While trade relations with China continued to grow, ties between China and Indonesia expanded as well. In 2017, Chinese President Xi Jinping and Indonesian President Joko Widodo signed a loan agreement during China’s Belt and Road Initiative (BRI) summit. China agreed to provide infrastructure assistance across large Indonesian provinces. The BRI funding will cover many infrastructure projects, including the Jakarta-Bandung High-Speed Railway, to which China has contributed over US$7 billion just to this project[3]. Accordingly, the investment to fund the infrastructural development across Indonesia’s provinces will be massive, estimated to reach over US$90 billion for a total of 28 projects[4]. As a result, China became the third largest investor in Indonesia, with over US$24 billion in investment since the year 2000[5].


Military Cooperation


Considering Indonesia is highly concerned about China’s claims to the South China Sea, Indonesia-China military ties seem implausible. Especially after China’s threats when an uninvited Chinese vessel loitered near a submersible oil rig conducting tests of Indonesia’s gas reserves for one month—warning Indonesia to halt the drilling process, claiming that it was within China’s territory. Although Natuna Island is legally part of Indonesia’s Exclusive Economic Zones (EEZ) according to UNCLOS’s standard, it is also within the so-called nine dash line claimed by China. This is a clear violation of Indonesia’s territorial integrity, which therefore enters the US into the picture.


Indonesia and the United States have a long-standing defense tie. The US has provided the Indonesian military service with Foreign Military Financing (FMF) and International Military Education and Training (IMET) to foster professionalism and technical expertise while enhancing the overall operational capability[6]. Since 2006, the US and Indonesian military relations have undergone joint defense and security activities in countering transnational threats. However, considering China’s threat to Indonesia’s territorial rights, the partnership shifted their focus to deterring Chinese forces from Indonesia’s maritime territory. The US has invested over US$3.5 million in a military training center and naval base in Batam to monitor and deter any Chinese presence within Indonesia’s territorial border[7].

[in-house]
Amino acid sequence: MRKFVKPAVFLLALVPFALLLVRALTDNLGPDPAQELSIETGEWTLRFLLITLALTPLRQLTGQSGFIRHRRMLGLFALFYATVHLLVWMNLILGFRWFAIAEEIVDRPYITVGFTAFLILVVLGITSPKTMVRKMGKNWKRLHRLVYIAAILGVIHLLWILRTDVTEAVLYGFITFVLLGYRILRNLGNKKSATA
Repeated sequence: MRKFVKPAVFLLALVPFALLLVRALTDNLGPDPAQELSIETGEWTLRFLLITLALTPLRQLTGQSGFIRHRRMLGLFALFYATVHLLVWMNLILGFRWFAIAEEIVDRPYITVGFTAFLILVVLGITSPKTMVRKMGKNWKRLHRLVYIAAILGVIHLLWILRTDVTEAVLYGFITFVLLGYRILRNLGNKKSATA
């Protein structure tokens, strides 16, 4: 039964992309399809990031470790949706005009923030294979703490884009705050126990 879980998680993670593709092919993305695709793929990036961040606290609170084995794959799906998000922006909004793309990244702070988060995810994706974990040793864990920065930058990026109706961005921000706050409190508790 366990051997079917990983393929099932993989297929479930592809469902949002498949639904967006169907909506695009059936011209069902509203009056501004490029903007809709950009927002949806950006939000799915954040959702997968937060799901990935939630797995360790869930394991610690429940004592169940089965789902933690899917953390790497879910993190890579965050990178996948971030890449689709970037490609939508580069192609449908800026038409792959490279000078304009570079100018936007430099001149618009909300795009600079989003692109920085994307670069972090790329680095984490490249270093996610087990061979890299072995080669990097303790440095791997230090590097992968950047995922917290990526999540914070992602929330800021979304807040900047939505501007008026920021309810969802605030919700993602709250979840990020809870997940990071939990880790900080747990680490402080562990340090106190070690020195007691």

Staying Neutral or Choosing Sides?


While neutralism may offer Indonesia the benefits of China’s infrastructure assistance and boost their military power with the United States, people are concerned it will allow the conflict to escalate even further, extending to Indonesia’s territorial border and creating implications for Indonesia in many aspects. As Former US Secretary of State John Foster Dulles stated during the cold war; neutrality is merely a ‘short-sighted’ conception. The vast majority of Indonesians seems to agree, considering 60% of Indonesians believe their country should join the United States in limiting China’s influence in the Indo-Pacific[8]. It is true that there are many frictions in the Sino-Indonesia relationships, specifically the SCS maritime dispute. However, it is important to note that Indonesia’s economy is also highly dependent on China’s assistance; therefore, the idea of Indonesia choosing the US’s side seems far-fetched. As previously stated, China is the country’s biggest trading partner and one of their largest investors; thus, maintaining a good relationship with China is critical for Indonesia’s economy.


Taking Australia as an example, where China unofficially imposed sanctions on Australian exports after the Australian government demanded an independent probe into the origins of Covid-19. Similar to Indonesia, Australia was an economic province of China, accounted for one-third (32%) of the nation’s foreign trade in 2019[9]. However, with China’s trade restriction, Australia has not exported any timber logs to China for over two years, affecting about US$600 million in trade[10]. Although China’s sanctions against Australia did not have a major impact on the country’s economy, it does not guarantee the same fate for Indonesia. That is why it is wiser for Indonesia to avoid any entanglements in the US-China rivalry, while also urging both parties to pursue a peaceful settlement to prevent further escalations of the conflict.